By Rachel Parks, III Corps and Fort Hood Public AffairsNovember 7, 2011
FORT HOOD, Texas, Nov. 7, 2011 -- The people who know Fort Hood best -- the Soldiers, Family members and civilians of the Great Place -- took part in the annual Army Family Action Plan Conference Oct. 25-28, in an effort to improve Army programs and issues both locally and Army-wide.
The 101 delegates were split into eight different work groups where specific topics were discussed by the attendees. Work groups included housing, community, force support, Family support, surviving Family members, medical, finance/employment/benefits and child and youth/education/consumer.
For three days, the delegates met at Comanche Chapel, discussed issues pertaining to each specific group and made recommendations for improvement. The top issues from each group were then briefed to the Fort Hood and III Corps Commanding General Lt. Gen. Don Campbell Jr., and the delegates prioritized the top five issues from the entire conference.
One of the most striking changes to this year's local conference was the inclusion of a new group, completely made up of Gold Star parents and spouses. At the final report-out, Campbell thanked all the delegates for their hard work, but made special mention of the surviving Family members who attended and shared their recommendations.
"To our surviving family members, thank you for having the courage to spend a week talking about some issues that I know are very tough for you to talk about," Campbell said during the report-out Oct. 28. "We acknowledge your sacrifice and your service and will continue to do all we can to make sure that we recognize your service to the country and to the Army."
On the final day of the AFAP conference, the top three issues from each group were presented to all the delegates and the senior leaders. Each delegate then cast their vote for the top issues. Five issues from the 30 presented were prioritized by the delegates.
The top two prioritized issues both came from the surviving family members group.
The top-prioritized issue addressed installation privileges at post stores, gas stations and restaurants. Currently, surviving parents who attend an event on post do not have privileges to purchase items on post to include food, gas or merchandise at the Post Exchange unless they have Department of Defense privileges from their own retirement.
The group asked that surviving parents be granted a limited number of passes to purchase items on post, especially because many parents visit the military installations their Soldiers called home to attend grief seminars or visit unit or individual memorials.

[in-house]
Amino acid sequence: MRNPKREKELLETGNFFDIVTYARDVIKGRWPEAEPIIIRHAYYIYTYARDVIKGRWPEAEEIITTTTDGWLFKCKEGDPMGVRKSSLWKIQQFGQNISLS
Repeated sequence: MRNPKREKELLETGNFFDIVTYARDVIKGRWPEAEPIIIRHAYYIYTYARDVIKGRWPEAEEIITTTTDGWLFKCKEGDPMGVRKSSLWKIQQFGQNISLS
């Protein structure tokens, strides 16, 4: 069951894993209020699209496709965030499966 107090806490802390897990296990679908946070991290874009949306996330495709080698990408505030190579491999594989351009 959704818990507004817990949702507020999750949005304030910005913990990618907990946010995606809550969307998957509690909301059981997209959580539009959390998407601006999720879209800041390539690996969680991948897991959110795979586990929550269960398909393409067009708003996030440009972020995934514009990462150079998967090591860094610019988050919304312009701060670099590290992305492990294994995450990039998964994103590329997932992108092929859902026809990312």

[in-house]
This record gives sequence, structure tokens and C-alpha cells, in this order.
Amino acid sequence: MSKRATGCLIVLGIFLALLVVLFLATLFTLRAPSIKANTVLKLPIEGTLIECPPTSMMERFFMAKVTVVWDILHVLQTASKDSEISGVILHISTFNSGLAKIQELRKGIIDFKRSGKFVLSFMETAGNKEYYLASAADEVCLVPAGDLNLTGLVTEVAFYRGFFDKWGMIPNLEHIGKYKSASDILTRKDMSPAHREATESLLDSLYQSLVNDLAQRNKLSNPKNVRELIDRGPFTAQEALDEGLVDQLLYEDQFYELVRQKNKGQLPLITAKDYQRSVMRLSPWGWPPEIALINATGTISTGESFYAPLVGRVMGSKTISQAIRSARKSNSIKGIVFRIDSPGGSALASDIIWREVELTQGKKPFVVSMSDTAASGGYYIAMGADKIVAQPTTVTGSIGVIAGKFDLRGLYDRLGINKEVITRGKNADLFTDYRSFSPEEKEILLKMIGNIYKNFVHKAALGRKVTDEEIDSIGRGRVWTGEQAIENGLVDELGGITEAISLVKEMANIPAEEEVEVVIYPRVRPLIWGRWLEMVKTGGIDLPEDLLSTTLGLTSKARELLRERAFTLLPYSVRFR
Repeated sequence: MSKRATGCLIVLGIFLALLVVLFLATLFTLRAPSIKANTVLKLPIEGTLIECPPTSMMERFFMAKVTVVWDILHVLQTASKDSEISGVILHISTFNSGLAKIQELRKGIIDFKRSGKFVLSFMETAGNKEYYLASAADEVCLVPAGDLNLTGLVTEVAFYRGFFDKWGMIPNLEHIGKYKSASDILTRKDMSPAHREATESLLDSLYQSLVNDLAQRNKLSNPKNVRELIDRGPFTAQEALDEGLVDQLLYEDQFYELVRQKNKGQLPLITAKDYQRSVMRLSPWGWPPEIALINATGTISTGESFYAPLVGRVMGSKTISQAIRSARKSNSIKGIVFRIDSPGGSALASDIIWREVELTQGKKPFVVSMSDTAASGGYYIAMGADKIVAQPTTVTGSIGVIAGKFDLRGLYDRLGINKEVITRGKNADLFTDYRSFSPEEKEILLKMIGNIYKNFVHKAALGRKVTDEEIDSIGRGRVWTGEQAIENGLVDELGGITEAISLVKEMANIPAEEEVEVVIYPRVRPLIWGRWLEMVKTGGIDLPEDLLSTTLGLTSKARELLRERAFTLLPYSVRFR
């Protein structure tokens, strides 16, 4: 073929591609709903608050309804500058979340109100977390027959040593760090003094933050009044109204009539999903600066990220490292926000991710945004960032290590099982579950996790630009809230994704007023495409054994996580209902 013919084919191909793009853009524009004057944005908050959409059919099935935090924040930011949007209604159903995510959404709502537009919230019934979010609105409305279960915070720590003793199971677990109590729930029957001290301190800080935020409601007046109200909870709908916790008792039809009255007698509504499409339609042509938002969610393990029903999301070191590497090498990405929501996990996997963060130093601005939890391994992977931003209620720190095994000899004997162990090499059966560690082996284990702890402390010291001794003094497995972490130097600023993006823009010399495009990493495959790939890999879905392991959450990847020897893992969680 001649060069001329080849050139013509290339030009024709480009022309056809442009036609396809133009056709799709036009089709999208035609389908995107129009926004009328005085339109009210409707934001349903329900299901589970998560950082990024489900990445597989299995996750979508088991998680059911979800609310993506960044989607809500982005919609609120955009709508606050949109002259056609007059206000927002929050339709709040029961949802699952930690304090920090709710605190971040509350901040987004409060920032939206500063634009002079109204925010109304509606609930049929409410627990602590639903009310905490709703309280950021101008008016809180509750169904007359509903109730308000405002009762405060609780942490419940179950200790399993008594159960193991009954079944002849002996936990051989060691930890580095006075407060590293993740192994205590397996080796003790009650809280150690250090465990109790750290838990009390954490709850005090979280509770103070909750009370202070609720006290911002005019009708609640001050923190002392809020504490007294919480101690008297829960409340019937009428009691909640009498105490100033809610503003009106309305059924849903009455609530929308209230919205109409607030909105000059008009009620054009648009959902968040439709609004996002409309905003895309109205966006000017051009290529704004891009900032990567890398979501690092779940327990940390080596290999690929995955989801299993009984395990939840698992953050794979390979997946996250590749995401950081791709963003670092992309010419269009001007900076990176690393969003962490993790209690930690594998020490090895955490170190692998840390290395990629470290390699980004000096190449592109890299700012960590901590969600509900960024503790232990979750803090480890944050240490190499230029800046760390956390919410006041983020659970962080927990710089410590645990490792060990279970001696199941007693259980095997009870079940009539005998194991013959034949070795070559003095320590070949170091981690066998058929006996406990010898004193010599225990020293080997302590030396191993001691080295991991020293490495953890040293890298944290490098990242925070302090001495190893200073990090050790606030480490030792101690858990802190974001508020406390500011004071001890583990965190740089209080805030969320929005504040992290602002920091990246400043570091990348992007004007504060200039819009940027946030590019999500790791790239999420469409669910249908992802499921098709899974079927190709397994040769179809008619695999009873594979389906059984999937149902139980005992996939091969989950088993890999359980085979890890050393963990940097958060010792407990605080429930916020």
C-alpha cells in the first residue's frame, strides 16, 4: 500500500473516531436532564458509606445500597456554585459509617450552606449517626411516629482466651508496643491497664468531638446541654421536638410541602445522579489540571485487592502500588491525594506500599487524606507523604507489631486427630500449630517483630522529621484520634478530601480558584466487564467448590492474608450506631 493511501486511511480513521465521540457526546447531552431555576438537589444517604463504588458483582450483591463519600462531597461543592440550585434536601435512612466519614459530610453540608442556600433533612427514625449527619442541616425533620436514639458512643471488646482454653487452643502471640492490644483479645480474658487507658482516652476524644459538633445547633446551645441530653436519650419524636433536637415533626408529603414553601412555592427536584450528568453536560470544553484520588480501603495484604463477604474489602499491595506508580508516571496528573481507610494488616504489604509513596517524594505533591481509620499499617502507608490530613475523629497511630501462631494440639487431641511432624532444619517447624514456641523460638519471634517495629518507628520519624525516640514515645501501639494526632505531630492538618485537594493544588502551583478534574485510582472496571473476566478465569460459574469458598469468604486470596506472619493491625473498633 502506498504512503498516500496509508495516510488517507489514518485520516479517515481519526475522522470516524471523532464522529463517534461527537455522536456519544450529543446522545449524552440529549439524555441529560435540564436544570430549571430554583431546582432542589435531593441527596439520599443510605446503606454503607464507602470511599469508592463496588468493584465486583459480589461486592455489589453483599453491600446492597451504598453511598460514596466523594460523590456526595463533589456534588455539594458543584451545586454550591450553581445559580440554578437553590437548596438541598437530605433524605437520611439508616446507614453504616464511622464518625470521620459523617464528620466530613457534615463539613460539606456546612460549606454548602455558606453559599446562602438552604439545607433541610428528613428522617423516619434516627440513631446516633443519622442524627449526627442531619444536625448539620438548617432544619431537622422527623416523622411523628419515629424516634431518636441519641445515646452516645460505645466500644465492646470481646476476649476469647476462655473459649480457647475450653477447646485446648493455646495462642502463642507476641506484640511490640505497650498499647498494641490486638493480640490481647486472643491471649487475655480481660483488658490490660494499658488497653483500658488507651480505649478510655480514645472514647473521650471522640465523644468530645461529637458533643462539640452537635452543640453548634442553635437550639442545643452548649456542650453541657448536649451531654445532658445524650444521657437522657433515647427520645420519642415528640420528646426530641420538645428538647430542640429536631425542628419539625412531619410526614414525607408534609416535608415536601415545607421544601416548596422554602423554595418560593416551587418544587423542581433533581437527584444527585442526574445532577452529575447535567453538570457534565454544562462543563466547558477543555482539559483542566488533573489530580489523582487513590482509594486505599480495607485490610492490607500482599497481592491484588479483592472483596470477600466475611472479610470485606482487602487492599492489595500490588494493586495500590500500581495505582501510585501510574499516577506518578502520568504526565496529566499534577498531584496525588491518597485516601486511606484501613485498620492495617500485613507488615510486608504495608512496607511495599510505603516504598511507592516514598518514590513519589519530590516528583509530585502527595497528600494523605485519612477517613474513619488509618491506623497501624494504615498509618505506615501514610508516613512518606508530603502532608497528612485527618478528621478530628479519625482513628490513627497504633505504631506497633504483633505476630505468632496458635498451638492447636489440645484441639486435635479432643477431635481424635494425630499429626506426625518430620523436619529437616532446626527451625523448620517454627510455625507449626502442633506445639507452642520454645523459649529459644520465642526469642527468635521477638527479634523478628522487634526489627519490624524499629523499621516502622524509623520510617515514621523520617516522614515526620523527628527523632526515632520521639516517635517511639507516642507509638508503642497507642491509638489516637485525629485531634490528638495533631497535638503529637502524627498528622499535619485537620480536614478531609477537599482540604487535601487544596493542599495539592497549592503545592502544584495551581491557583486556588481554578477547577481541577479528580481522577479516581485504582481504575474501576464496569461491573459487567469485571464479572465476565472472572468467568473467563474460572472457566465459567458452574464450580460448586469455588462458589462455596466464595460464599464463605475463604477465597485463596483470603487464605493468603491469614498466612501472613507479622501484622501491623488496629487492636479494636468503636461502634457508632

The second issue addressed the need for more training for casualty notification officers and casualty assistance officers.
During the groups' presentation, spokeswoman Kim Sanchez, spoke of the need for sensitivity and diversity training, interpersonal skills and real-life scenarios that could help a CNO/CAO best comfort a family.
"It it our responsibility to do right by the families," she said, "But it is also our responsibility to do right by those we are asking to do this job. It should be better than the minimum."
The other top issues included Post 9/11 GI Bill transfer eligibility criteria for Soldiers discharged due to a service-related disability; a centralized and standardized Child, Youth and School Services registration database to ease registration at CYSS facilities as families move to different installations; and the request to amend the Emergency Leave Criteria to include grandparents.
"You gave us some great things to look at, and I can promise you we'll do that," Campbell said, referencing all 30 of the issues from the conference.
Now that the issues have been identified, the ones that can be dealt with locally will be tasked out to local action officers for continued work. If the issues need attention at the higher level, they will be forwarded to the Forces Command AFAP Conference.
Campbell also said that some issues may have unattainable resolutions.
"Some of them will be a challenge in the new era of fiscal reality," he said. "But we should never let the cost determine how we take care of Soldiers and families."
He added, "I will do all I can to make sure we go through each recommendation, sit down with the leadership team and see what we can do."
Diane Mansfield-Williams, the AFAP program manager, said she was thrilled with the outcome of the conference and the issues that were raised. She said that Fort Hood is once again leading the way in the Army by including the Gold Star Families in the local conference.
"We just thought it would be a good idea because they are still part of the Army Family and they have issues, too," she said. "I think the Army has a lot to learn from those who have gone through these experiences. We thought it would be a good idea to have some input on the concerns and issues they have."
Diane Ross, the chief of the Soldier and Family Readiness Branch, said all the delegates at the conference pulled together and identified some excellent issues designed to improve the quality of life for Soldiers and their families.
"AFAP is a great thing," she said after the report-out. "I just think being able to reach out and touch the Families in a time when there are so many deployments and so many Soldiers being gone, this is just another vehicle that we can use to draw the family members and the folks here at Fort Hood together."